Harry van Bommel: EU must work towards alternative forms of cooperation

30 November 2016

Harry van Bommel: EU must work towards alternative forms of cooperation

The European project is under threat of collapse, and from every side. Instead of further enlargement, the EU should be working on alternative forms of cooperation, argues Harry van Bommel.

It’s not a common occurrence, but I’m in complete agreement with Dutch European Commissioner Frans Timmerman when he says that Europe finds itself in a “perfect storm”. It’s just that he made this statement a year ago, and since then the storm, at best, hasn’t abated. One of the most important member states, the United Kingdom, decided this summer to quit the European Union. Euroscepticism, precarious employment and opposition to immigration formed the most important causes of this.

These tendencies can also be seen in other countries, such as France. In the east and the south as well, there’s disquiet. Hungary and Poland are distancing themselves ever further from European constitutional principles, while in eastern Ukraine a civil war is to this day raging and Greece is far from having redeemed its burden of debt.

Meanwhile there looms the possibility of an "Italexit" in anticipation of Prime Minister Matteo Renzi's referendum this coming Sunday. In short, the European construction finds itself in a critical condition.

Happily, the European Commission, at the time in relatively calm waters, recognised at the start of its mandate that the coming years ought to see no new countries acceding to the EU. Friend and foe agree that the rate at which the EU has been enlarged since 2004, with thirteen new member states in a decade, was much too rapid, and that it was making the Union unmanageable and undermining any confidence in it.

But the Commission’s view of European enlargement in this year of 2016 is uninspired. All it is proposing is to “recalibrate” the enlargement policy, seeking at the same time to open accession negotiations with Albania.

It is, however, high time that the EU reconsidered both existing and new forms of cooperation between the Union and third countries. The UK, Ukraine, Turkey, the “Balkan Six” - Macedonia, Albania, Kosovo, Serbia, Bosnia and Montenegro - are all countries which feel an affinity with the EU, but for which membership is, for various reasons, not on the cards.

There is more widespread taste for entering into some form of European relationship. And to avoid any misunderstanding: there is, of course, nothing wrong with that. Europe is also a community of values, where strong welfare states, democratic principles, the rule of law and human rights bind countries together. But now that the European project is beginning to come apart at all of its seams, it’s time to move on and develop new forms of cooperation.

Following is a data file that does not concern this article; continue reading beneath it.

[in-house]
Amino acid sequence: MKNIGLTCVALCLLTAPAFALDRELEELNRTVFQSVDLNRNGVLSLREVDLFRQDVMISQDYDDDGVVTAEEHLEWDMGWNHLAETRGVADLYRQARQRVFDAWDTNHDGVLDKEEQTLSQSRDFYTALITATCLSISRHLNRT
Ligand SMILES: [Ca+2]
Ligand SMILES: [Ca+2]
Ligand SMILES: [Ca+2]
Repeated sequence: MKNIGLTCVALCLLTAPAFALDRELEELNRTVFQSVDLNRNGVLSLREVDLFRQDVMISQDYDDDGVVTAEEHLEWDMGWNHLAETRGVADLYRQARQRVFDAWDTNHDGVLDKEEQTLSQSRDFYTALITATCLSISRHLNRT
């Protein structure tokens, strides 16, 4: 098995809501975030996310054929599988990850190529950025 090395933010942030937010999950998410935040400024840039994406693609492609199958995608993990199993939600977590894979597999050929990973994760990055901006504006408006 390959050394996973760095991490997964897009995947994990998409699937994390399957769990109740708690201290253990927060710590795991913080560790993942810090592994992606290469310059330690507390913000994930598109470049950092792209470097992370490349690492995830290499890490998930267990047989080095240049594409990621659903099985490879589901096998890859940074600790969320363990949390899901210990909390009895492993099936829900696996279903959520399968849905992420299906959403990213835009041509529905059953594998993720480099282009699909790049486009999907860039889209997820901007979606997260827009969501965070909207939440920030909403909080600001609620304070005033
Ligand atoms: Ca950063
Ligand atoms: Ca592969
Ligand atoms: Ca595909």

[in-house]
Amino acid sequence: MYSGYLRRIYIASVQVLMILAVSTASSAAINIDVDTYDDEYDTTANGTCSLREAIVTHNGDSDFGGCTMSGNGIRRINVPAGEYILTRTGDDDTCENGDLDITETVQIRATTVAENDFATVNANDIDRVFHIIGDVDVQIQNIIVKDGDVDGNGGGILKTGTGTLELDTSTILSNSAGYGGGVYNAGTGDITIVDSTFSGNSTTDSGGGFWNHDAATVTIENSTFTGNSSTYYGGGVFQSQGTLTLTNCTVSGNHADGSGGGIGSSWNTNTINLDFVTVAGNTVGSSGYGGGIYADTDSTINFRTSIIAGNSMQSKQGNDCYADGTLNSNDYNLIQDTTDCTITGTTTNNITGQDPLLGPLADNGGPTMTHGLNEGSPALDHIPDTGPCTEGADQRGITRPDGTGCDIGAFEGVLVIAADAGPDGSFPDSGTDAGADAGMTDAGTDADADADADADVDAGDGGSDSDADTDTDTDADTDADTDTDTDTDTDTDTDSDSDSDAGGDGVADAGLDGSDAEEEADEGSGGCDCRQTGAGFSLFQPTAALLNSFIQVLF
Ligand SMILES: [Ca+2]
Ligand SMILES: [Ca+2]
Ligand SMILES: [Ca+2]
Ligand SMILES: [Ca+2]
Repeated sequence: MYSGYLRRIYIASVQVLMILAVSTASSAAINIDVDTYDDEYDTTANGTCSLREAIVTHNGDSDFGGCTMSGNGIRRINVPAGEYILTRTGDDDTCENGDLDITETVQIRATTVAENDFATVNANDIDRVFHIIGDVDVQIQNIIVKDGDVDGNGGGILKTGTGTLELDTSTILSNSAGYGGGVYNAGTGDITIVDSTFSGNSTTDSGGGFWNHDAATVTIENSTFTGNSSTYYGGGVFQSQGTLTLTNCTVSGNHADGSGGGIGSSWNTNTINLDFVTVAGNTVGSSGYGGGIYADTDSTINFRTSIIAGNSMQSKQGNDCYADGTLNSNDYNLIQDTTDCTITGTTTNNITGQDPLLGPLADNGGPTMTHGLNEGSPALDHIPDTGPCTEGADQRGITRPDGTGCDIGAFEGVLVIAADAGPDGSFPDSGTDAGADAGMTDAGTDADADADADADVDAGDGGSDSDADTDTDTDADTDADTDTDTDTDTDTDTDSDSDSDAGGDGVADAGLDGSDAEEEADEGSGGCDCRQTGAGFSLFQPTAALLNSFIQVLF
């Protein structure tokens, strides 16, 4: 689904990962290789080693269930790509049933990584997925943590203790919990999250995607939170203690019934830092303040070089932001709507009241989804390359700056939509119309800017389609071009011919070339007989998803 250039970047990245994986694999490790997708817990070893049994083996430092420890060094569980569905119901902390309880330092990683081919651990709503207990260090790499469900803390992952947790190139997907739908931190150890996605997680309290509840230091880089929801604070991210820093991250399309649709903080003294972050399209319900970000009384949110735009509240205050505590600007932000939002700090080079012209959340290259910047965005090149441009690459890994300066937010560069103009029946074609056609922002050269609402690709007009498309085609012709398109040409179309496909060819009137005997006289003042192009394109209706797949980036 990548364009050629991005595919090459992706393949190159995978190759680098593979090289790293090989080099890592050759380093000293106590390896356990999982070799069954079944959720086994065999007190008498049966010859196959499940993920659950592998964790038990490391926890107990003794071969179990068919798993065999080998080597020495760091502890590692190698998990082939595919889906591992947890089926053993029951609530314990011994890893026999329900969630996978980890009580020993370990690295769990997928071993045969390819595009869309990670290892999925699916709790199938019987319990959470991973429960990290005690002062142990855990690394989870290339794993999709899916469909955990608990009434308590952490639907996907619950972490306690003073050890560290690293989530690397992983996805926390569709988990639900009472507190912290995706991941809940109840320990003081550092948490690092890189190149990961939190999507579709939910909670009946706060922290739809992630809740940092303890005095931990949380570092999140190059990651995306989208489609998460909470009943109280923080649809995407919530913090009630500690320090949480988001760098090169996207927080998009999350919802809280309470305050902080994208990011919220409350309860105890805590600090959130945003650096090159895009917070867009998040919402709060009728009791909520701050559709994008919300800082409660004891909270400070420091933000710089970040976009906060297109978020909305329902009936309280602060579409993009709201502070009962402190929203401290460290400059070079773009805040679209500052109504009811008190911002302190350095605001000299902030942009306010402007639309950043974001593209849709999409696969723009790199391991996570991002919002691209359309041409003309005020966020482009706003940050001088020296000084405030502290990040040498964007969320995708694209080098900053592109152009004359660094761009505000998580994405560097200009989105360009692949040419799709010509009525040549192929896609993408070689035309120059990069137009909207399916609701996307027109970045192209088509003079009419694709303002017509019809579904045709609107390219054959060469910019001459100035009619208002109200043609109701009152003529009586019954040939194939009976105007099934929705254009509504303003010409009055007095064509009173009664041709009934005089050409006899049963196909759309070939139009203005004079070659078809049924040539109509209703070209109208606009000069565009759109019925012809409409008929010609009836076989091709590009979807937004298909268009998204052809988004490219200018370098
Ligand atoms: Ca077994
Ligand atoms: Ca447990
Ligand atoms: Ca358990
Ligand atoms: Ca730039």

Last year the Netherlands Advisory Council for International Affairs published a report which states that “differentiated integration”, or a multi-speed Europe, would continue to be the trend. The EU must anticipate this and offer more space for alternative forms of membership.

There are already a large number of possibilities. Countries can participate in the European Economic Area (EEA) and the European Free Trade Area (EFTA), as Norway does, have a customs union with the EU, as is the case for Andorra, or, in common with North African states, maintain an intensified trading relationship in the form of an Association Agreement.

The EU should elaborate these models, under which the reinforcement of regional cooperation between countries takes centre-stage. For most candidate members the overhasty adoption of the whole package of legislation and regulation is undermining cooperation and cohesion in Europe, instead of strengthening it, as is shown by the cases of Romania and Bulgaria. These countries were admitted far too soon, with all the consequences that this has brought with it.

In the case of Turkey the accession procession has been fast-tracked as a result of the refugee deal, though the country has not met EU demands. Far from it. In Ukraine the Association Agreement with the EU, the most ambitious such agreement ever, has exacerbated internal division.

In the meantime there is nothing to stop countries from violating European standards, because there is a lack of any effective mechanism to guarantee the rule of law. In this way the EU is undermining

Its own credibility.

European Commissioner for enlargement Johannes Hahn suggested recently that an internal market in the western Balkans could be realised within a few years. That would benefit economic growth and thus political stability in the region, without the EU either turning its back on these countries or admitting them to untimely membership. Let this be the first of more new forms of cooperation.

This opinion piece was first published, in the original Dutch, in the national daily Reformatorisch Dagblad. Harry van Bommel is a Member of Parliament for the SP and party spokesman on EU affairs.


You are here